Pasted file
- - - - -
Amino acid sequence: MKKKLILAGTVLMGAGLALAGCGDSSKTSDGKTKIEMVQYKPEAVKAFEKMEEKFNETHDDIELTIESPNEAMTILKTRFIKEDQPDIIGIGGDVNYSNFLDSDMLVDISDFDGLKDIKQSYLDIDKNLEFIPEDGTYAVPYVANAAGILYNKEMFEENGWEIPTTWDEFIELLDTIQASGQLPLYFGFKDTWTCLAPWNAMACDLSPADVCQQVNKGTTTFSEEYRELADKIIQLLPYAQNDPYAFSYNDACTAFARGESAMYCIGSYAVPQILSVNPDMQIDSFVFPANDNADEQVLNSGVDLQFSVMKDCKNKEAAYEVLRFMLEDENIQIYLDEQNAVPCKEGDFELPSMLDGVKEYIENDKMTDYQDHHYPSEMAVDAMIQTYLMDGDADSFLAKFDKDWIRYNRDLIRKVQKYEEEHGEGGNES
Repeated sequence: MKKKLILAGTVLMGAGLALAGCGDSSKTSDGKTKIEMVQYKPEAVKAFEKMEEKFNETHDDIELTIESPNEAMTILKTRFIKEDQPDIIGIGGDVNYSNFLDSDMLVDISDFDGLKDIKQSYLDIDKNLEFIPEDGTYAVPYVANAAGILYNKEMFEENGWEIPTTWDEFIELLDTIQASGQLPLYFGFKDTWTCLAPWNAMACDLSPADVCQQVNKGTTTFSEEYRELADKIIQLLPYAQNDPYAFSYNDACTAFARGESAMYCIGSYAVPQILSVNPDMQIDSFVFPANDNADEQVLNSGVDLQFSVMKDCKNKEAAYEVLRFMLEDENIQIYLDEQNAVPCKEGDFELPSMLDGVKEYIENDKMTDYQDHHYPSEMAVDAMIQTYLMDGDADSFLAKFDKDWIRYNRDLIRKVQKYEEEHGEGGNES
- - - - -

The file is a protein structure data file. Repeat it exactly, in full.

Amino acid sequence: MKKKLILAGTVLMGAGLALAGCGDSSKTSDGKTKIEMVQYKPEAVKAFEKMEEKFNETHDDIELTIESPNEAMTILKTRFIKEDQPDIIGIGGDVNYSNFLDSDMLVDISDFDGLKDIKQSYLDIDKNLEFIPEDGTYAVPYVANAAGILYNKEMFEENGWEIPTTWDEFIELLDTIQASGQLPLYFGFKDTWTCLAPWNAMACDLSPADVCQQVNKGTTTFSEEYRELADKIIQLLPYAQNDPYAFSYNDACTAFARGESAMYCIGSYAVPQILSVNPDMQIDSFVFPANDNADEQVLNSGVDLQFSVMKDCKNKEAAYEVLRFMLEDENIQIYLDEQNAVPCKEGDFELPSMLDGVKEYIENDKMTDYQDHHYPSEMAVDAMIQTYLMDGDADSFLAKFDKDWIRYNRDLIRKVQKYEEEHGEGGNES
Repeated sequence: MKKKLILAGTVLMGAGLALAGCGDSSKTSDGKTKIEMVQYKPEAVKAFEKMEEKFNETHDDIELTIESPNEAMTILKTRFIKEDQPDIIGIGGDVNYSNFLDSDMLVDISDFDGLKDIKQSYLDIDKNLEFIPEDGTYAVPYVANAAGILYNKEMFEENGWEIPTTWDEFIELLDTIQASGQLPLYFGFKDTWTCLAPWNAMACDLSPADVCQQVNKGTTTFSEEYRELADKIIQLLPYAQNDPYAFSYNDACTAFARGESAMYCIGSYAVPQILSVNPDMQIDSFVFPANDNADEQVLNSGVDLQFSVMKDCKNKEAAYEVLRFMLEDENIQIYLDEQNAVPCKEGDFELPSMLDGVKEYIENDKMTDYQDHHYPSEMAVDAMIQTYLMDGDADSFLAKFDKDWIRYNRDLIRKVQKYEEEHGEGGNES